Learn about Indigenous history at these National Park Service sites

From Ancestral Puebloan cliff dwellings to a new cultural center at Old Faithful, these national parks have stepped up their dedication to highlighting Indigenous cultures

Yellowstone National Park. | Photo: Karuna Eberl

From time immemorial, hundreds of tribes with robust and unique cultures lived on the lands that are now within national parks. Too often, those histories have been ignored, but the National Park Service (NPS) has been taking steps to bridge that gap.

We asked the American Indian Alaska Native Tourism Association and the NPS to highlight their top parks based on educational value as well as their meaningful collaboration with Indigenous people. 

“It’s important that we do our part to respect and protect the places we visit, ourselves, and one another,” says Maria Cavins with the NPS. “When visiting a site or park with religious or spiritual significance, we advise people to please approach a site or those worshiping there with respect and reverence. Always remember to take only memories and leave only footprints.”

Here are four parks and monuments honoring Indigenous cultures around the U.S.

The interior of the dimly lit Buffalo Bill Center is full of large displays of indigenous artifacts.
Buffalo Bill Center. | Photo: Cody Yellowstone

1. Yellowstone National Park, Wyoming

At least 27 tribes have cultural association with the world’s first national park, some dating back more than 11,000 years. For a long time, Yellowstone was portrayed as a pristine wilderness that had always been free of human inhabitants, but in reality the U.S. Army forced tribes out at its inception. 

To acknowledge past offenses and elevate Indigenous voices, the Yellowstone Tribal Heritage Center opened in 2022, and the pilot program continues in 2023. The center gives visitors the opportunity to engage directly with Indigenous people. Highlights include Native American presentations on topics from traditional beadwork and dance to contemporary art, natural plant use, storytelling, and poetry. The scholars and artists represent a range of tribes, including Oglala Lakota, Blackfeet, Rosebud Sioux, and many more. The center is located in the historic Haynes Photo Shops in the Old Faithful area.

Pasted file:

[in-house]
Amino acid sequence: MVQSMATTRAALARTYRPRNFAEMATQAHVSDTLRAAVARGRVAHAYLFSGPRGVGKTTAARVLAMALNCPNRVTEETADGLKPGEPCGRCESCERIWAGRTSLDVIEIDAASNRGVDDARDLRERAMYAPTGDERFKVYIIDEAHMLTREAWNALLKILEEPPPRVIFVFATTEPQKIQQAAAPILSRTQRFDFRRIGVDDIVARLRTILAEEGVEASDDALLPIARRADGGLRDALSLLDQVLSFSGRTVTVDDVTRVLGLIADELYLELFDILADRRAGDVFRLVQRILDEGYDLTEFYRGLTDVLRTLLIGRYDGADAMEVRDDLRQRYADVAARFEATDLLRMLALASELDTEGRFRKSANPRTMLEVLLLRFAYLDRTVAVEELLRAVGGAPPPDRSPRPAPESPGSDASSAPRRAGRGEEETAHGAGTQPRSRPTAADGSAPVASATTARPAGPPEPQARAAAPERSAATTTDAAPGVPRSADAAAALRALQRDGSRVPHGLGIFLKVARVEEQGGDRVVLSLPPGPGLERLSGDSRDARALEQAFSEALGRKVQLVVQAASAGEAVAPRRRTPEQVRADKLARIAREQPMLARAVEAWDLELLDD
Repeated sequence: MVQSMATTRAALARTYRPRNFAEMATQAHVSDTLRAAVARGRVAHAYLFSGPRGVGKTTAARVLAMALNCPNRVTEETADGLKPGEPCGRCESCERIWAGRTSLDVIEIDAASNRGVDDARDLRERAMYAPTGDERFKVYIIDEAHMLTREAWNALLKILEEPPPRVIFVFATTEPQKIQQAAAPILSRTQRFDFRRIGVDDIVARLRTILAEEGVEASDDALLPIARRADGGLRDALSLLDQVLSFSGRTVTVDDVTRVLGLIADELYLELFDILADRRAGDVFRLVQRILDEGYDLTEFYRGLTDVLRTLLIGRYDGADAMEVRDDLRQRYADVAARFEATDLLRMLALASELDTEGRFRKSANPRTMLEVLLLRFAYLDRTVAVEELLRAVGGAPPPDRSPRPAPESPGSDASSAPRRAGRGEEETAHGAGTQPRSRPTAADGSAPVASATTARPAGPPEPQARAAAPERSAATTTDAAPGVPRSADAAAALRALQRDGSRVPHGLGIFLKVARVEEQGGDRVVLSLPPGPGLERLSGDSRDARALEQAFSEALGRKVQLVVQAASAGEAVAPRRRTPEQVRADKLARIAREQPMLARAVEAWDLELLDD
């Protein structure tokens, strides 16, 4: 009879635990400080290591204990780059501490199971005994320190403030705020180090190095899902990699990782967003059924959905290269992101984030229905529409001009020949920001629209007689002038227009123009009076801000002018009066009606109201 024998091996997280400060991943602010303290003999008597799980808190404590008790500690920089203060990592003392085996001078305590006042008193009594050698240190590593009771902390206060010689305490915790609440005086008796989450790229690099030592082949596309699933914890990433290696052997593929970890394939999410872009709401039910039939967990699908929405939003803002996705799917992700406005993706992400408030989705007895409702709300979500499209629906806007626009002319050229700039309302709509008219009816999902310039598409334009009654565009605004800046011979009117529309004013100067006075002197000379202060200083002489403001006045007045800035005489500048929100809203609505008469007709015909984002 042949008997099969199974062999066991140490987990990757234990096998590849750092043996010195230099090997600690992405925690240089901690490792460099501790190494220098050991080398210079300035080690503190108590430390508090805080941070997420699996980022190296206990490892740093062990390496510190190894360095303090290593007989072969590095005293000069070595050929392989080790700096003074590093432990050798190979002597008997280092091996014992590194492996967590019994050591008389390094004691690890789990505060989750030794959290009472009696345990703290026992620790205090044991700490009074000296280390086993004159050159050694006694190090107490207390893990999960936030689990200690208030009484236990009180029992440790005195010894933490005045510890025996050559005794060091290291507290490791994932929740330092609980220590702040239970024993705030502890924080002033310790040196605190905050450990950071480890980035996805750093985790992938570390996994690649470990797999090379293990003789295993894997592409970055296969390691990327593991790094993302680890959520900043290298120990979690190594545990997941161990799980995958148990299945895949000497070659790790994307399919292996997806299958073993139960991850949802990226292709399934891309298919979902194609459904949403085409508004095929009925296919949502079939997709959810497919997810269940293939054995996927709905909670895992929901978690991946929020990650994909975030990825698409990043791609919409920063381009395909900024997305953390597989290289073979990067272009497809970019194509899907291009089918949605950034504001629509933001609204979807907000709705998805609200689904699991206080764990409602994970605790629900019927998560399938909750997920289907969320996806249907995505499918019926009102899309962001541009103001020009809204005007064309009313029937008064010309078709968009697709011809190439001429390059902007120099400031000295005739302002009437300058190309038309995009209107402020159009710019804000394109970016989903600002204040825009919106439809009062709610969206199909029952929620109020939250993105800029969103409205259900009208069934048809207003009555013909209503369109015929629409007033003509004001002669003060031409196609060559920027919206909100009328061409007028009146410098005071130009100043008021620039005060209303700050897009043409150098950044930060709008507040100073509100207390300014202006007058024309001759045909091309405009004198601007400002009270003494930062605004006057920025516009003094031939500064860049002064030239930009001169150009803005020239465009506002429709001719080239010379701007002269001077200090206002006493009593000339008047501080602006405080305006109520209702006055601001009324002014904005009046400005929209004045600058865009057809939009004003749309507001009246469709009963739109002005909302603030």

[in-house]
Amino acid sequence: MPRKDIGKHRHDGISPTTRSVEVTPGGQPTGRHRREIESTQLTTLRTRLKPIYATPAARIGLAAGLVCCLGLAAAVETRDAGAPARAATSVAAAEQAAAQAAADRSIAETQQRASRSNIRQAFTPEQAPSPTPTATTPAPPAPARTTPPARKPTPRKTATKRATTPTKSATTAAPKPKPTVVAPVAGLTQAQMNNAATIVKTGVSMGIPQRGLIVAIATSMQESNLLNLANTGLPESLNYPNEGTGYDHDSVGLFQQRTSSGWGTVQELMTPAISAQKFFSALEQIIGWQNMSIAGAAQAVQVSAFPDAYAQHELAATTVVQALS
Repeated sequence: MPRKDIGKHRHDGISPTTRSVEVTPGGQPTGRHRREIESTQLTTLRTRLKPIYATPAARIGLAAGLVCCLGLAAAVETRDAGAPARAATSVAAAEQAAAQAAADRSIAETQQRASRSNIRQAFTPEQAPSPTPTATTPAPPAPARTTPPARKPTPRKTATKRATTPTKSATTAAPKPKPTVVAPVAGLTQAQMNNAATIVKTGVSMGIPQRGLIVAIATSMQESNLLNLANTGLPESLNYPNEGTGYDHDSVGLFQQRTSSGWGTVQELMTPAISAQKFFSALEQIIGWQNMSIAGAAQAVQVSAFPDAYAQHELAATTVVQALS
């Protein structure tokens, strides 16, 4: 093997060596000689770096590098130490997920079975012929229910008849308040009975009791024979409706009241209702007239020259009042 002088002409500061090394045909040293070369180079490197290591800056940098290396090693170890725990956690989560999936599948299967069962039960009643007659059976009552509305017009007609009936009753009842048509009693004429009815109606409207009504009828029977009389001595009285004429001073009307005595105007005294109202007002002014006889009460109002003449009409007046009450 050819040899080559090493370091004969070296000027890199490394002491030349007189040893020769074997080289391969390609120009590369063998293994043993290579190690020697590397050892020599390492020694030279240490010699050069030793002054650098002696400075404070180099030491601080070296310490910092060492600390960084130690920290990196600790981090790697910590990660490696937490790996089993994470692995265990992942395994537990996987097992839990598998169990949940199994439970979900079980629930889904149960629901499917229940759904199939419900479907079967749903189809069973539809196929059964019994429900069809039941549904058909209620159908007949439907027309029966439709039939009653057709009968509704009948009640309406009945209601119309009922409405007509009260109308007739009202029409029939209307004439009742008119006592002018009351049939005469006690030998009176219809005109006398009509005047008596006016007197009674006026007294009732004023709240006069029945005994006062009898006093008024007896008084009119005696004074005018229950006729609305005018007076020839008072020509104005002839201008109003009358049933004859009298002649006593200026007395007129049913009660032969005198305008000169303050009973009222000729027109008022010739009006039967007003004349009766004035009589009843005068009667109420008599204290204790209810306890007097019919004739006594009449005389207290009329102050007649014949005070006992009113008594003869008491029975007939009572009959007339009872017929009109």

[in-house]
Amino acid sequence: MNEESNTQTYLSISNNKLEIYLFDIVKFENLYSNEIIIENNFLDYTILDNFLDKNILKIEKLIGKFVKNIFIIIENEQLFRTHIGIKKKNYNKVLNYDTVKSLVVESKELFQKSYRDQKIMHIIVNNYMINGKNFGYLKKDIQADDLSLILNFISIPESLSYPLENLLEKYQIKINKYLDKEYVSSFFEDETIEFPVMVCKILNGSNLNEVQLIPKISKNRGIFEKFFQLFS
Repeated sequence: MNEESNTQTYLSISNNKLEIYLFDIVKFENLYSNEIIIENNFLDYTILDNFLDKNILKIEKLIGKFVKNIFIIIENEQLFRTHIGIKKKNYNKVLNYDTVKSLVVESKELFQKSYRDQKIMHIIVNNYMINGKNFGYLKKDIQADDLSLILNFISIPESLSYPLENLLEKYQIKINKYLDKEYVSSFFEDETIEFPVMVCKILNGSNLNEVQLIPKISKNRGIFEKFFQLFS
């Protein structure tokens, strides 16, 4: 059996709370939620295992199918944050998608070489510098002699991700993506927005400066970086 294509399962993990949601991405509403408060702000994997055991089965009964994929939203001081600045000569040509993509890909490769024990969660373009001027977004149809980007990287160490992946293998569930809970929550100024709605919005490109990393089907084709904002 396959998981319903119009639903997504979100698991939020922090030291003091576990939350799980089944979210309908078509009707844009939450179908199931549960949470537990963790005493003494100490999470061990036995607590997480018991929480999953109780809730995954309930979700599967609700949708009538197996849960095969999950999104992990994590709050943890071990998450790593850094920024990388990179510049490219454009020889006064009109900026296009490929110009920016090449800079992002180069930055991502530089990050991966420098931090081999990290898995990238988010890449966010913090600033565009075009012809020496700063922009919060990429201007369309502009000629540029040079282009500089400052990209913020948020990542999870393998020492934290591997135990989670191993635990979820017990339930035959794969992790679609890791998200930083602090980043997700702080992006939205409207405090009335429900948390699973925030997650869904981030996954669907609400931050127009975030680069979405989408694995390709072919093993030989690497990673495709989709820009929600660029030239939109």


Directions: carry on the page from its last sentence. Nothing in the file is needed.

For a deeper dive, the Plains Indian Museum in the gateway town of Cody, Wyoming, houses one of the country’s largest collections of Native American art and artifacts, including a buffalo hide Nez Perce tipi and a reproduction of a log house that belonged to Standing Bear of the Oglala Lakota. The museum also shares personal narratives, interpretive exhibits, and present-day cultural information. 

Beyond what visitors can see, the park is working with the InterTribal Buffalo Council to relocate bison to member tribes across the country. 

Related Yellowstone at 150: The park elevates Native American voices in its anniversary celebrations

 The dramatic sandstone cliffs of Canyon de Chelly in Colorado
Canyon de Chelly. | Photo: NPS

2. Canyon de Chelly National Monument, Arizona

Welcome to the homeland of the Diné (Navajo). The dramatic sandstone cliffs of Canyon de Chelly (pronounced Canyon de Shay) lie within the Navajo Nation, and around 40 families live, farm, and raise livestock within the canyons. Native Americans have lived here for nearly 5,000 years, which makes it the longest uninterrupted home on the Colorado Plateau. Beyond Diné, it has also been home to Ancestral Puebloans, who farmed in the rich soils of the valley floor until the 1300s, and later the Hopi, who planted peach orchards here. Today NPS works in close partnership with the Navajo Nation to manage and share the park’s resources.